“The day after Columbine, I was interviewed for the Tom Brokaw news program. The reporter had been assigned a theory and was seeking sound bites to support it. “Wouldn’t you say,” she asked, “that killings like this are influenced by violent movies?” No, I said, I wouldn’t say that. “But what about Basketball Diaries?” she asked. “Doesn’t that have a scene of a boy walking into a school with a machine gun?” The obscure 1995 Leonardo Di Caprio movie did indeed have a brief fantasy scene of that nature, I said, but the movie failed at the box office (it grossed only $2.5 million), and it’s unlikely the Columbine killers saw it. The reporter looked disappointed, so I offered her my theory. “Events like this,” I said, “if they are influenced by anything, are influenced by news programs like your own. When an unbalanced kid walks into a school and starts shooting, it becomes a major media event. Cable news drops ordinary programming and goes around the clock with it. The story is assigned a logo and a theme song; these two kids were packaged as the Trench Coat Mafia. The message is clear to other disturbed kids around the country: If I shoot up my school, I can be famous. The TV will talk about nothing else but me. Experts will try to figure out what I was thinking. The kids and teachers at school will see they shouldn’t have messed with me. I’ll go out in a blaze of glory.”
In short, I said, events like Columbine are influenced far less by violent movies than by CNN, the NBC Nightly News and all the other news media, who glorify the killers in the guise of “explaining” them. I commended the policy at the Sun-Times, where our editor said the paper would no longer feature school killings on Page 1. The reporter thanked me and turned off the camera. Of course the interview was never used. They found plenty of talking heads to condemn violent movies, and everybody was happy.”—Roger Ebert (via ibad)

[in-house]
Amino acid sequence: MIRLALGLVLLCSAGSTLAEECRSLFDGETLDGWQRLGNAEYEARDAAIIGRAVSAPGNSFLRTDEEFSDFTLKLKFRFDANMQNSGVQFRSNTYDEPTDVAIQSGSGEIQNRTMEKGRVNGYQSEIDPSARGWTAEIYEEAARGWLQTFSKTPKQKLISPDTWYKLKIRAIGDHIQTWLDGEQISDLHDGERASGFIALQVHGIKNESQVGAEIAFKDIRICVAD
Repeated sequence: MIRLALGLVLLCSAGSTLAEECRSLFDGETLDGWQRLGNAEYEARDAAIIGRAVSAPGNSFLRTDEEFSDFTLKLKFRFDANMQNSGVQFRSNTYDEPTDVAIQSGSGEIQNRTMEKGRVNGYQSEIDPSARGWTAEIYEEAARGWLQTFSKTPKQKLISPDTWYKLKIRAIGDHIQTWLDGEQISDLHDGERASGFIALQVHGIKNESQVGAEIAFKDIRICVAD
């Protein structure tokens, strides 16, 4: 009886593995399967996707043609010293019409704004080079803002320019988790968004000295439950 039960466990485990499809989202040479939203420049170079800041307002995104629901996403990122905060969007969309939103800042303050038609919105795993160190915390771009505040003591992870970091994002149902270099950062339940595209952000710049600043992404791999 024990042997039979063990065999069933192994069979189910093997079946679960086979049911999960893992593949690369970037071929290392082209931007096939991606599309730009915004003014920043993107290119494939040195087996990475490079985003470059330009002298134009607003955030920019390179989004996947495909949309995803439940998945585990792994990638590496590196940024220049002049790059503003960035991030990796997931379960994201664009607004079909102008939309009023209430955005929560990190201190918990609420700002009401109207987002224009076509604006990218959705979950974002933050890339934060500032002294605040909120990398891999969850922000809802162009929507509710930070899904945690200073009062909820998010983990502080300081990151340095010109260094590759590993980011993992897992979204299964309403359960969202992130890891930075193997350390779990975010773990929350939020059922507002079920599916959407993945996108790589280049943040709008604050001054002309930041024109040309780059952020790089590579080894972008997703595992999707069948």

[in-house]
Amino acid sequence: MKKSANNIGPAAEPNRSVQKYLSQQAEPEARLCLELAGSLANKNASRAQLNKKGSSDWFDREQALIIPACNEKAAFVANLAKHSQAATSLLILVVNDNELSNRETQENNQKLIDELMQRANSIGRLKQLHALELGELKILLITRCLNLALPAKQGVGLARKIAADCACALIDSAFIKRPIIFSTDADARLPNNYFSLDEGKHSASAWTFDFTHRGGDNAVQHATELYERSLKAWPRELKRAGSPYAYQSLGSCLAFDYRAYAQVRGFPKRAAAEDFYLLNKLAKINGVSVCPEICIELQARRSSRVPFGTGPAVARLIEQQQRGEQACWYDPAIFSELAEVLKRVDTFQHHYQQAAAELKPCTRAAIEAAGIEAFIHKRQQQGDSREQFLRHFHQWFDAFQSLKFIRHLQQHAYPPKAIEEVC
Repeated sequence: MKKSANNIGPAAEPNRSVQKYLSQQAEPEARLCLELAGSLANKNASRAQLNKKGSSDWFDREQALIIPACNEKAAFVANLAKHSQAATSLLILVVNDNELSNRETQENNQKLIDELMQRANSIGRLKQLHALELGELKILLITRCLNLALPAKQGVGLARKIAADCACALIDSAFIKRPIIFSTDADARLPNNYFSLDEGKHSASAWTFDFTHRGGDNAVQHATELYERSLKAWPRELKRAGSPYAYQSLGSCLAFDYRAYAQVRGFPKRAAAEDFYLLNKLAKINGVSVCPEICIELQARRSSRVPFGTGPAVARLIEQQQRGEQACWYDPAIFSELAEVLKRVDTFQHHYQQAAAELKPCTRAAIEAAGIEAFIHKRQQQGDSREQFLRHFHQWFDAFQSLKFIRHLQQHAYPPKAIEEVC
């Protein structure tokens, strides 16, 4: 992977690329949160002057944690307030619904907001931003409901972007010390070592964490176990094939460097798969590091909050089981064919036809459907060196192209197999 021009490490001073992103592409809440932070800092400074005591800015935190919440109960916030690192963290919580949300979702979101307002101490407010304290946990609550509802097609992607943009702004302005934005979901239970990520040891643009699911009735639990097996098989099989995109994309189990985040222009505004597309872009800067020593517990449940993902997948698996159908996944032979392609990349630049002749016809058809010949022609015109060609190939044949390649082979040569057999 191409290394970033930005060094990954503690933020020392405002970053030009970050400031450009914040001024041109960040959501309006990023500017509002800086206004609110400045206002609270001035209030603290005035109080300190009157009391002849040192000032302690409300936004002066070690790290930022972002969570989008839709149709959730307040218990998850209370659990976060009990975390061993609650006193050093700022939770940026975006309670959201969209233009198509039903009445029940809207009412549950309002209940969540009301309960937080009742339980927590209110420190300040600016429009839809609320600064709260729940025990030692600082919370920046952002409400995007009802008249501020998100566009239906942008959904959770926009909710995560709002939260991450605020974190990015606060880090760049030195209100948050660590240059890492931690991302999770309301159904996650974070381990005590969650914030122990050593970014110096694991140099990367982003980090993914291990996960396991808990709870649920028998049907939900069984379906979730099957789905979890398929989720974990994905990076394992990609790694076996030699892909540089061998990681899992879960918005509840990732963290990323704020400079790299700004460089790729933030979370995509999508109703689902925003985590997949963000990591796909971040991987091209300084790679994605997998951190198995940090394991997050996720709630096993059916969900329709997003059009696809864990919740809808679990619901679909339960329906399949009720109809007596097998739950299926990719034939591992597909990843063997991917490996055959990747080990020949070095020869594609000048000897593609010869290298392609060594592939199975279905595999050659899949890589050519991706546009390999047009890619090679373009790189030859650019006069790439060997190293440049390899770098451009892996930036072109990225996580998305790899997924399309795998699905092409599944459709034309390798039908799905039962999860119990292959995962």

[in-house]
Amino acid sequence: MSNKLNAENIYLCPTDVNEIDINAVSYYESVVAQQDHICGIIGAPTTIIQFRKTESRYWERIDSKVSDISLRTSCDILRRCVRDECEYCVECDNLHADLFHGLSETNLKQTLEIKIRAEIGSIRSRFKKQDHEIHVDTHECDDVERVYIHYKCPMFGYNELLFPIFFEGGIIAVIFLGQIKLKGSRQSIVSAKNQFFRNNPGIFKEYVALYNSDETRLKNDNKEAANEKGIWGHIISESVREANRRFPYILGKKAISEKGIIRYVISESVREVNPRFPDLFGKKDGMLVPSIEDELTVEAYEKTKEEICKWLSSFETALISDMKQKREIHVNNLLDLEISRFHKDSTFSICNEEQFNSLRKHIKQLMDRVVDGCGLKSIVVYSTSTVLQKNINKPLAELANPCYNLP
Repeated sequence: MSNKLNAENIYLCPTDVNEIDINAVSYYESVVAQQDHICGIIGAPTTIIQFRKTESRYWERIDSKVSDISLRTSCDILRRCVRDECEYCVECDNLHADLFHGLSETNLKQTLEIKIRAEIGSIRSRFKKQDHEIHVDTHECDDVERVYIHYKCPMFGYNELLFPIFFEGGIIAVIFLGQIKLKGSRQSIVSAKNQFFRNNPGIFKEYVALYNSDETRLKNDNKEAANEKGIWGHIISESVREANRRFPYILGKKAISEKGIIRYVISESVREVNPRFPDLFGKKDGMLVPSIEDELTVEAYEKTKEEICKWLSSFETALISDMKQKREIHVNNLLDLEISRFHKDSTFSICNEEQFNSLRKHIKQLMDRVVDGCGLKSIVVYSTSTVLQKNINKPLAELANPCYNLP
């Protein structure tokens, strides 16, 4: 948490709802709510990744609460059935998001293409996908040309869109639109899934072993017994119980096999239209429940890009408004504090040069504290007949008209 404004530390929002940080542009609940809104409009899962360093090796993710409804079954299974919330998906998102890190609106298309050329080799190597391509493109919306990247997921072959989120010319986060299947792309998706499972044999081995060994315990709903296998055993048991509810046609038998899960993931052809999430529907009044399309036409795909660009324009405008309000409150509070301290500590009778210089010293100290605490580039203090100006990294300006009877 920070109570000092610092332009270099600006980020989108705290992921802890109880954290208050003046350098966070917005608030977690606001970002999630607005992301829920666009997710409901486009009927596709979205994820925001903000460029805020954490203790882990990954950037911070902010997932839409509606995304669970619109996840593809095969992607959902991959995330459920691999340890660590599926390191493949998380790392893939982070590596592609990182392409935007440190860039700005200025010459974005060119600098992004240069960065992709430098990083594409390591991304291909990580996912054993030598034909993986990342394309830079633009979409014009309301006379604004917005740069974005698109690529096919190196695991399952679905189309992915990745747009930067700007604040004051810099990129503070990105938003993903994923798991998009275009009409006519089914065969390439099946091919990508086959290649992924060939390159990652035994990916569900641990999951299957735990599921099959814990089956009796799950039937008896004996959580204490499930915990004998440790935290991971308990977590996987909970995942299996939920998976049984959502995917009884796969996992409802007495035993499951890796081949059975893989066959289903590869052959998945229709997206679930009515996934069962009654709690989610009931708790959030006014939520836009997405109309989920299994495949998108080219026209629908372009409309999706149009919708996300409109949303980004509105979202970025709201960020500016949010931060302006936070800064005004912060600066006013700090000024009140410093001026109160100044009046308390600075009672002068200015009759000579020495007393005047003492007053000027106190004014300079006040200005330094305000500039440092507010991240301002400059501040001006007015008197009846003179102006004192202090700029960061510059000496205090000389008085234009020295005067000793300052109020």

Jensen asks Whedon what the fans have meant to him. What happens next is one of the most emotionally moving moments I’ve seen at Comic-Con. Whedon struggles, or seems to, for the right words.
Somebody in the crowd yells out, “We love you!”
Whedon hears this, struggles some more.
And the crowd begins to applaud, and stand up. Soon the entire room is given an ovation. The cast stands up too. It’s possibly the most perfect way to end the panel.
Whedon takes the microphone. “Only an idiot would try to follow that with a sentence,” he says.
That’s precisely what I was thinking, but then Whedon follows with this:
“When you come out of a great movie you feel like you’re in that world. When you’re telling a story you’re trying to connect to people in a particular way. It’s about inviting them into a world. The way you’ve inhabited this world, this universe, you have become part of it. When I see you guys, I don’t think the show is off the air. I think there’s spaceships and horses — the story is alive.”